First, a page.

Title: SALT & STORM
Author: Kendall Kulper
Publisher: Little, Brown Books for Young Readers
Pub. Date: September 23, 2014
A sweeping historical romance about a witch who foresees her own murder–and the one boy who can help change her future.
Sixteen-year-old Avery Roe wants only to take her rightful place as the witch of Prince Island, making the charms that keep the island’s whalers safe at sea, but her mother has forced her into a magic-free world of proper manners and respectability. When Avery dreams she’s to be murdered, she knows time is running out to unlock her magic and save herself.
Avery finds an unexpected ally in a tattooed harpoon boy named Tane–a sailor with magic of his own, who moves Avery in ways she never expected. Becoming a witch might stop her murder and save her island from ruin, but Avery discovers her magic requires a sacrifice she never prepared for.
The Real Places Behind SALT & STORM
One of the things I’m always happy to hear from readers is that the setting of SALT & STORM, a remote whaling community called Prince Island, feels like a real place. It is, in fact, completely made up, but as I wrote about it, I drew on a lot of my memories of places I’ve visited. You might not ever be able to visit Prince Island, but here are a few of the places that helped me capture its spirit.
New Bishop, the tiny whaling town where my main character, Avery, lives, is a combination of two towns: Edgartown on Martha’s Vineyard and New Bedford on the Massachusetts coast. From Edgartown, I got the narrow brick streets and beautiful captain’s houses, as well as the idea of an out-of-commission lighthouse.
Avery lives with her mother in the nicest neighborhood on the island, and she describes the house they live in as grand, white, and airy. You can still see some of these houses, like the Captain Morse House and the Dr. Daniel Fisher House, in the heart of Edgartown’s historic district.
Not far from these houses is the Edgartown lighthouse, which is still open to visitors. The lighthouse underwent renovations in 2007, but for much of my childhood, it was a pretty, but somewhat rundown, sight. In SALT & STORM, Avery says of the town’s lighthouse:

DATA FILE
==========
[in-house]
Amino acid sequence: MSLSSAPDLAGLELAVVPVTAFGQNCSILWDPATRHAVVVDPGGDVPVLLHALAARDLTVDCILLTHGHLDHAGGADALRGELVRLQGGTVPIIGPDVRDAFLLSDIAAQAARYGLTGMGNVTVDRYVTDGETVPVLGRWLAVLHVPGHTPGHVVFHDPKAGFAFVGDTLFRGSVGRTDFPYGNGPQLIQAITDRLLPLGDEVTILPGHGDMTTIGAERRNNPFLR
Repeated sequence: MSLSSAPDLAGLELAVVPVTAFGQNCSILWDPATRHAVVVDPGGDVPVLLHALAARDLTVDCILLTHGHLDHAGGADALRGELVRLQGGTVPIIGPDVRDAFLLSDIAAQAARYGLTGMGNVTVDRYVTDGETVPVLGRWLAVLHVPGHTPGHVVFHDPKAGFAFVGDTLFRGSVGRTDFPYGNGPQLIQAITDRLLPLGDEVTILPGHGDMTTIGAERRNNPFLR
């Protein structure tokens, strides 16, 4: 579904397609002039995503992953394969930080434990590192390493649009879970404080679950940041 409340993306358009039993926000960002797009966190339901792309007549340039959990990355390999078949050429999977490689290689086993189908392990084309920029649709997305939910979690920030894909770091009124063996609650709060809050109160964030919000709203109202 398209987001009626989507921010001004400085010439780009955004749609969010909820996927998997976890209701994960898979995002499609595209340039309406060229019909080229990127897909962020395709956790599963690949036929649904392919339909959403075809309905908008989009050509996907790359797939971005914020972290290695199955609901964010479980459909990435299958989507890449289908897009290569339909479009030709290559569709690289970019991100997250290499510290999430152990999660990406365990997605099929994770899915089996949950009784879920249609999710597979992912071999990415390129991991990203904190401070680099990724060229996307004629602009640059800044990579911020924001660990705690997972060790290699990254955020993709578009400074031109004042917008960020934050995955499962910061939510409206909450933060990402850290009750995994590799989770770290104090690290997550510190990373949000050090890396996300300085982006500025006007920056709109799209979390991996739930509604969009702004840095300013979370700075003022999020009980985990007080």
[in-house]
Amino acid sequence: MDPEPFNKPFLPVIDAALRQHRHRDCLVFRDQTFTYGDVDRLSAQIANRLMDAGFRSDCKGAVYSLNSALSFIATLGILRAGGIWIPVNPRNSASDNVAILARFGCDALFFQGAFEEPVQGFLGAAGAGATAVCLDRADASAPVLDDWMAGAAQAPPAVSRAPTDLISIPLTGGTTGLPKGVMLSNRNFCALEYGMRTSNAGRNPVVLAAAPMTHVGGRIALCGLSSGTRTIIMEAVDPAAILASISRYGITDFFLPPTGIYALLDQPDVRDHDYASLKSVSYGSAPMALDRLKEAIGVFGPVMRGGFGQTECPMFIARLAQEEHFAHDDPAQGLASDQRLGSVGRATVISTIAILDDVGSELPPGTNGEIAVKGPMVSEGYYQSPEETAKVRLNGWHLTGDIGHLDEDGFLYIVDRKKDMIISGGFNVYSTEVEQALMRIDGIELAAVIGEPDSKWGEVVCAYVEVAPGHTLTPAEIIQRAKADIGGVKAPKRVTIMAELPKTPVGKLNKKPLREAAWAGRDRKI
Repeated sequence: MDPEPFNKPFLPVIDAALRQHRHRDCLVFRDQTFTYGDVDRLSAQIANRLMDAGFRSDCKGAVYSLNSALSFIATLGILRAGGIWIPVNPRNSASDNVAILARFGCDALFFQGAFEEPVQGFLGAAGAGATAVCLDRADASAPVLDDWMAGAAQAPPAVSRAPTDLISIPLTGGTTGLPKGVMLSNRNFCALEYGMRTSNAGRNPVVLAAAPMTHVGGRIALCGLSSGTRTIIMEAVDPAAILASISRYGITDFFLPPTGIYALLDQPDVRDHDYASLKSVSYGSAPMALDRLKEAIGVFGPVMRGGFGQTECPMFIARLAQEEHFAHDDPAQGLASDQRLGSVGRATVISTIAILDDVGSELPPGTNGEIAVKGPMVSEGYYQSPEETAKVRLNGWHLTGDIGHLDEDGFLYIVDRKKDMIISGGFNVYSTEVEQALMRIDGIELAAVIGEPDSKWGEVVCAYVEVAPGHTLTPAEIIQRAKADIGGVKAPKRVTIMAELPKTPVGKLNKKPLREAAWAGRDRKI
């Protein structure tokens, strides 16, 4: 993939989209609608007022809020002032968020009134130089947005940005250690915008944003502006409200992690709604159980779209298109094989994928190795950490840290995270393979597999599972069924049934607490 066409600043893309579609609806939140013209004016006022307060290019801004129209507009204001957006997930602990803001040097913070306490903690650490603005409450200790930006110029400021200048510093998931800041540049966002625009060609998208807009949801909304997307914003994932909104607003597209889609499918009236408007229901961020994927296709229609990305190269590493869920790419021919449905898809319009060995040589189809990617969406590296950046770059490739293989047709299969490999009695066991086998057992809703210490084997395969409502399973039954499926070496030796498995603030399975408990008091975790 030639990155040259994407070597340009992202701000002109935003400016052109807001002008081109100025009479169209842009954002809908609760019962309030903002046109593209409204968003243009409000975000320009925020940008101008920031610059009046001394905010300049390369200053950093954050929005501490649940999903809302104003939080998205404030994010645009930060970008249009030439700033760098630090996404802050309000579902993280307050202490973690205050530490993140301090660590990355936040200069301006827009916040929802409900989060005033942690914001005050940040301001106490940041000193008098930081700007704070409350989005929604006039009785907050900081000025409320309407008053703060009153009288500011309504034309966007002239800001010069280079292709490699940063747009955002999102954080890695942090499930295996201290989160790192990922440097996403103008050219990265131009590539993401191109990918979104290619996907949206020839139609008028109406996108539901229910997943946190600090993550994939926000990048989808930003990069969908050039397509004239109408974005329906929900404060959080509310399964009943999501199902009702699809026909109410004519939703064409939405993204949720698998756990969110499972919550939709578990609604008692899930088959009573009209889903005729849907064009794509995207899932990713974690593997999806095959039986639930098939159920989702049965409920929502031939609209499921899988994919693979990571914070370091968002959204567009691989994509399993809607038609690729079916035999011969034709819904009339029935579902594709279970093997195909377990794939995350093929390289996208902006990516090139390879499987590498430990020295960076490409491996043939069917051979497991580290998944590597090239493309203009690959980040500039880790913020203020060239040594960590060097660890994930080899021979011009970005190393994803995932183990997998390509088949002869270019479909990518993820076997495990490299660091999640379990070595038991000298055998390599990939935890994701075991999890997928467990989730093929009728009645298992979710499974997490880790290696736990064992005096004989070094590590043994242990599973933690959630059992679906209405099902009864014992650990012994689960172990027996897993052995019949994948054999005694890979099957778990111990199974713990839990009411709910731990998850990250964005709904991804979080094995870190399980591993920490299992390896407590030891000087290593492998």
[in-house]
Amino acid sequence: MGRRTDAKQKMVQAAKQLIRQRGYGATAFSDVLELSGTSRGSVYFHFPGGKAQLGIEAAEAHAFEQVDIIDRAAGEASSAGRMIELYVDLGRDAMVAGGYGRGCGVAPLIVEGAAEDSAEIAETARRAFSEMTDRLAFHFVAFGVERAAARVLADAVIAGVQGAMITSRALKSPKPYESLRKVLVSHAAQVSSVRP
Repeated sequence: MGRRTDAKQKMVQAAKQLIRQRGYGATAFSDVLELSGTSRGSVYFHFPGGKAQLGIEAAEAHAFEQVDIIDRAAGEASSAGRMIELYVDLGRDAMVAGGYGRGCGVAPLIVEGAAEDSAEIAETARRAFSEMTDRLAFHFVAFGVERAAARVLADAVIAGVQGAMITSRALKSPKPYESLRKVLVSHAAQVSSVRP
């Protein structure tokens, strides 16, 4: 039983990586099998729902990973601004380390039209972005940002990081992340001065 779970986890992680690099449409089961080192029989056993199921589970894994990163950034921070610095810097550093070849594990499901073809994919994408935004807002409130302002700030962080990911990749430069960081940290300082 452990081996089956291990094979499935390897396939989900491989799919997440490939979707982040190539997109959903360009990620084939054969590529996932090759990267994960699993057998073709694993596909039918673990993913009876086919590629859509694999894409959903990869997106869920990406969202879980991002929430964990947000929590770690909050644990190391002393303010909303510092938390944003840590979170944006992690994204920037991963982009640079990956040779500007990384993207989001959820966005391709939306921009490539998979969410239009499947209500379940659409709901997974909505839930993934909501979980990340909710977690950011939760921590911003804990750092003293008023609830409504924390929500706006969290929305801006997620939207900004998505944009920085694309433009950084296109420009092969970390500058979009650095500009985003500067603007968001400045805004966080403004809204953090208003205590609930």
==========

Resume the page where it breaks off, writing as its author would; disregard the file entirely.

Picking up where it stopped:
“Our lighthouse is something of a joke and a curiosity… [It’s] little more than an eyesore; the island’s children had long ago smashed its windows, and faded rust leached through the white paint so that it seemed as if the poor thing was bleeding.”
Edgartown’s docks now mostly cater to private owners, so to get a sense of a working harbor, I went to New Bedford, MA, which is still a bustling fishing center. Historic photos show how busy the docks were, but even today you can see dozens of docked boats, crowded together so thickly that their masts make a kind of forest above them.
The tiny fishing village in SALT & STORM known as Weld Haven is very loosely based on Menemsha, a working village on Martha’s Vineyard and one of my family’s favorite places to great fresh seafood. Avery says of Weld Haven:
“Haven” is a touch of island humor, because unlike New Bishop’s bathtub waters, the sea at Weld Haven’s shore bites at ships and swimmers alike with rows of jagged, rocky teeth. Only tiny, flat-bottomed fishing skiffs can navigate safely out to sea, and if there hasn’t been a wreck in those waters, it’s only because there’s no captain fool enough to try them.
In real life, Menemsha is quite safe to sail from, but I always remembered it for its long rocky jetty, which was dangerous to swim too close to and gave me the idea for a fishing village set along a rocky harbor.
Prince Island is supposed to be close to Martha’s Vineyard and Nantucket, so I based its environment and landscape on those islands, especially the area around my family’s house. The Great Gray Slough in SALT & STORM is a marshy lake that Avery describes as:
“Half-mooned, it fits up against the island’s northwestern shoreline, only a spit of sand and grass separating its fresh waters from the salty sea. It’s desolate, even dreary, made up of nothing but quantities of pitch-black mud and long grasses barbed with fine stingers that slice open unsuspecting ankles and calves.”
The slough is actually based on a real ponds on Martha’s Vineyard, like Crackatuxet Cove, the Edgartown Great Pond, and Majors Cove (they’re all more fun to swim in than Avery, who’s not a fan of swimming, describes).
For the remote area where Avery’s family has made their home for generations, I relied on my memories of Aquinnah, a cliffy beach on the western end of the town. Aquinnah is beautiful in the sunshine but magical when it’s foggy, and I love standing at the top of the cliffs when the beach below is shrouded in fog.
The beaches themselves came from what I remembered of my time on Chappaquiddick Island. It’s possible to drive out onto the beach there, which means it’s possible to drive out to remote areas where you’re the only person in miles. These remote beaches, probably more than anything, inspired the quiet connection Avery has with her home.
About the Author
Kendall Kulper writes historical fiction with a fantasy twist for teen readers and knows more about nineteenth century whaling than she ever imagined. Her debut YA novel, SALT & STORM will be published by Little, Brown September 23, 2014. She graduated from Harvard University with a degree in history and literature in 2008 and spent several years as a journalist before deciding to write full-time. She grew up in the wilds of New Jersey and now lives in Boston with her husband and chronically-anxious Australian Shepherd mix, Abby.
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